February 23, 2003
Diverse crowd turns out for Cultural Heritage Celebration
Naples Daily News, FL - 23 Feb 2003
By DIANNA SMITH, email@example.com
NAPLES - While a local church group sang from its soul to a crowded courtyard in River Park, Anthony Denson sat in his chair with his straw hat and soaked in the sun.
Nestled between two food vendors, he watched as people of all colors walked by in shorts and T-shirts. There were whites, Hispanics, Haitians, Canadians and Asians in the predominately black neighborhood Saturday, something Denson isn't used to seeing.
But he would like to see more of it.
"It's a diverse crowd," Denson said. "It's a lot different then what you see on rap videos or "Cops." We're not all getting arrested. Americans have a distorted view of the black man in America."
The Naples Cultural Heritage Celebration is held every year to try and change that view. On Saturday, the outskirts of the River Park Community Center on Eleventh Street North was transformed into a small carnival-like atmosphere without the rides. Church and school choirs performed to audiences, as well as nationally known blues singer Whop Frazier, and local organizations sold arts and crafts like magnets and kitchenware.
The River Park area Girl Scout troop asked passers-by for Caribbean recipes to put into their cookbook, while local cooks shared their own recipes and mouth-watering food with customers.
People had the opportunity to try Caribbean and Italian food for lunch and dinner. Homemade desserts were sold in sandwich bags for $1 and River Park neighbors sold blue crab soaked in garlic butter and bags of hard-boiled eggs.
River Park Community Center Director James Whittaker was pleased with the festival, which was expected to have attracted 1,000 people by Saturday evening.
"It's been so perfect, it's like a blessing from heaven," Whittaker said, while the audience applauded a local church group.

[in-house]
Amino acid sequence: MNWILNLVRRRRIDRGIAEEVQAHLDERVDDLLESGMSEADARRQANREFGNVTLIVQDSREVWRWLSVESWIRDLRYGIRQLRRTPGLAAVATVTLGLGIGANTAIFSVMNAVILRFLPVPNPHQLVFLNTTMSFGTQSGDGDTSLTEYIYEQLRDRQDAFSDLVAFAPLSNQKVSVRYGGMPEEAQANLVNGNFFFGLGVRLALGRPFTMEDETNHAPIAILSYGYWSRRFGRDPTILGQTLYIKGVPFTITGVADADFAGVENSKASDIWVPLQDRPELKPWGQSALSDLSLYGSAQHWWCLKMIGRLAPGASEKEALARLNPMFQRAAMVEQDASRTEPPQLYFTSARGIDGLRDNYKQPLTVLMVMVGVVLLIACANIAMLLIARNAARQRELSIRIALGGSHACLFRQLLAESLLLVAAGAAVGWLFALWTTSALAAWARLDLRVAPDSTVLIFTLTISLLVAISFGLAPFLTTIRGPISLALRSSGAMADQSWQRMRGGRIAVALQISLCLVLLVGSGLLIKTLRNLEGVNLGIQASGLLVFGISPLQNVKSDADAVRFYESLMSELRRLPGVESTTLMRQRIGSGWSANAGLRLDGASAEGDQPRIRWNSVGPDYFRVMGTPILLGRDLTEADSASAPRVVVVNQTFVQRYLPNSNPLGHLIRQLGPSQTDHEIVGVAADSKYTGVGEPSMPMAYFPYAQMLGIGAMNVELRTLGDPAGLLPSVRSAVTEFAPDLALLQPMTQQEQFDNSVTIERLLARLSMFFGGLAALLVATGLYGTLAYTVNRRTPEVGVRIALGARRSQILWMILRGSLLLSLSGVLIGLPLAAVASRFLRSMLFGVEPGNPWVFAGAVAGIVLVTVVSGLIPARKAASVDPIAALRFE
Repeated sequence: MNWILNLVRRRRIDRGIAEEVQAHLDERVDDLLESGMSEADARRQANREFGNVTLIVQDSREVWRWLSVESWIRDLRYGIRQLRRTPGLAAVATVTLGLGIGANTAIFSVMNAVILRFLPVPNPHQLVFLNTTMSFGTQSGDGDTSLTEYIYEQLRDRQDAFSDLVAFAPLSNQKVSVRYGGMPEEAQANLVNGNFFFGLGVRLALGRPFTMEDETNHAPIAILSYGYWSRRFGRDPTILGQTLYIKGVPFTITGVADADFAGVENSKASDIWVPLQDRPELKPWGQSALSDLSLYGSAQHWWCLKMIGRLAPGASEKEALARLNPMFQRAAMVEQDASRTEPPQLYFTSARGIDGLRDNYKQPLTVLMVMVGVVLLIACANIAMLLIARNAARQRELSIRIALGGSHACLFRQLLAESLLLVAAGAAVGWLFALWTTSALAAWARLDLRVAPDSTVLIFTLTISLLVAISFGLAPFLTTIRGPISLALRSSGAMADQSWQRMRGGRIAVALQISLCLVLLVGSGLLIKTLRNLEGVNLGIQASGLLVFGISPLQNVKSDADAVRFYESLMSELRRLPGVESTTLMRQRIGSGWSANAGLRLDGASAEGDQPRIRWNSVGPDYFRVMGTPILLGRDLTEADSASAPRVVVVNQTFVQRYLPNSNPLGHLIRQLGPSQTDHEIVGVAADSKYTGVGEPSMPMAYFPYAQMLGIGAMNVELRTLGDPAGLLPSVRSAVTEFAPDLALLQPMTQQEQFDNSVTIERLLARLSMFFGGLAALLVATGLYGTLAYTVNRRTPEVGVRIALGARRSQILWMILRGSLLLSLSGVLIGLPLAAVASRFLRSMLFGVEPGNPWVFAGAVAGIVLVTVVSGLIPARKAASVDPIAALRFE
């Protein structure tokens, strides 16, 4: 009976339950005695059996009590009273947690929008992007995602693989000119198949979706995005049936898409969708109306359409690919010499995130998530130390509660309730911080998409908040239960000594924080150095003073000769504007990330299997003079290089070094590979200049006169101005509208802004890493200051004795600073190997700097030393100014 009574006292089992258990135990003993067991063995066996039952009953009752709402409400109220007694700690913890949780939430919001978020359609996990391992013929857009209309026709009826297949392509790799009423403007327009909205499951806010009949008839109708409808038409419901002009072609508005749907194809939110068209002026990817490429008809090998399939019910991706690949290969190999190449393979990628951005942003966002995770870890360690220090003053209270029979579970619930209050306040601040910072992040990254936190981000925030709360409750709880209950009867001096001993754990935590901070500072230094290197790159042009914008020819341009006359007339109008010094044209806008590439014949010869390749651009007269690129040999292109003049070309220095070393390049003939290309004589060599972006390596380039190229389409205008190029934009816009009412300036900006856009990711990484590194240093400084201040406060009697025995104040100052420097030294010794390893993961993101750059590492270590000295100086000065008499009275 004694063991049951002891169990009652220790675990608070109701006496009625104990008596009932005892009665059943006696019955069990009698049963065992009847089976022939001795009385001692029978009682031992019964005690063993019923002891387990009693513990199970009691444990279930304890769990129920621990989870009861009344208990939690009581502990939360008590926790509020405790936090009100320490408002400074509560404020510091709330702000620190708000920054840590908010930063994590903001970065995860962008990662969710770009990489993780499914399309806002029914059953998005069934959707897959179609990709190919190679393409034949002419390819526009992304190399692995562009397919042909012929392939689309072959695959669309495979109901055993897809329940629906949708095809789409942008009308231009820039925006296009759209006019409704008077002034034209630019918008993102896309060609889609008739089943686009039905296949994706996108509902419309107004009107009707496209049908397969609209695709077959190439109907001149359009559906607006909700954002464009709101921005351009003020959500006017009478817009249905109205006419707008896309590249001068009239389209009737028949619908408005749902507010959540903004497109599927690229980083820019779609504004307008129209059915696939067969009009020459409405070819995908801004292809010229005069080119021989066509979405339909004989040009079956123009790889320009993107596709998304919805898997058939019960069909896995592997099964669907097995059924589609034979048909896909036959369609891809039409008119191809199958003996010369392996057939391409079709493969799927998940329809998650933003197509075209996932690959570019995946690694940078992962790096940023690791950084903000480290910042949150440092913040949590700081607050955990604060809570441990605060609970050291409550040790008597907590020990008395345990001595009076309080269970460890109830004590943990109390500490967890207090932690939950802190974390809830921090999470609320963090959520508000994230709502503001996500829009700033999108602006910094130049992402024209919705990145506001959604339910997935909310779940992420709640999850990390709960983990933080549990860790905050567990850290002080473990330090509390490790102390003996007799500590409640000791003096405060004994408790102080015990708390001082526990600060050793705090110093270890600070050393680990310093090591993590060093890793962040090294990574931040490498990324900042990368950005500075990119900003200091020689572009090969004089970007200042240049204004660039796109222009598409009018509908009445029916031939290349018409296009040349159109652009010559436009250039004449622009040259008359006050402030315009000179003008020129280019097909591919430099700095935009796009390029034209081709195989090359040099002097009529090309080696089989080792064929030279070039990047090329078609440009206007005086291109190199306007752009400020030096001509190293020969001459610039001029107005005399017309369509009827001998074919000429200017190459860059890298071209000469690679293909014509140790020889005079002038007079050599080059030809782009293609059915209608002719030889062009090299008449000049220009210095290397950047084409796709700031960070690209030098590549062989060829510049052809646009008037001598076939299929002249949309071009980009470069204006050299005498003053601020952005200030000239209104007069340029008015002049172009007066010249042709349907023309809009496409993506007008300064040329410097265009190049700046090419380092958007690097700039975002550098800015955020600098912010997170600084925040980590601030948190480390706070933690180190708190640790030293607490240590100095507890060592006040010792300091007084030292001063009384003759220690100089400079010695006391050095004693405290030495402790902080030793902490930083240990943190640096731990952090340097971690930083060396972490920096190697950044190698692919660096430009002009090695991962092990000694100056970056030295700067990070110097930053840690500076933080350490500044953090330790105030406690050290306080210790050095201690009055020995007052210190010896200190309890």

Kiera Morgan, 12, was one of the people standing on stage when people clapped and whistled for the Hands of Praise group from Unity Faith Missionary Baptist Church. The group of teens danced and mouthed the words to contemporary gospel music while also using sign language.
Morgan started the group soon after she met a friend who was deaf. Morgan learned sign language and then taught her friends, who decided to combine the skills with their dance and music.
"We want to get the point across that Jesus is everything," she said. "It is really fun."
Canadian couple Dennis Aubin, 61, and Suzanne Murray, 59, decided to spend their afternoon trying new foods and listening to music they said they hadn't heard before.
The couple vacations in Naples and said they were lured to this festival because the word "cultural" was in the title. Every city needs cultural events like this one, they said.
"I was curious about the people and the eating," Suzanne Murray said. "It's very important to see how other people live and speak."
Whittaker said the festival's purpose was to give people of all colors and all races an understanding of different cultures, and he believes people left the festival understanding that.
"We're all the same," Whittaker said, "but just different shades."
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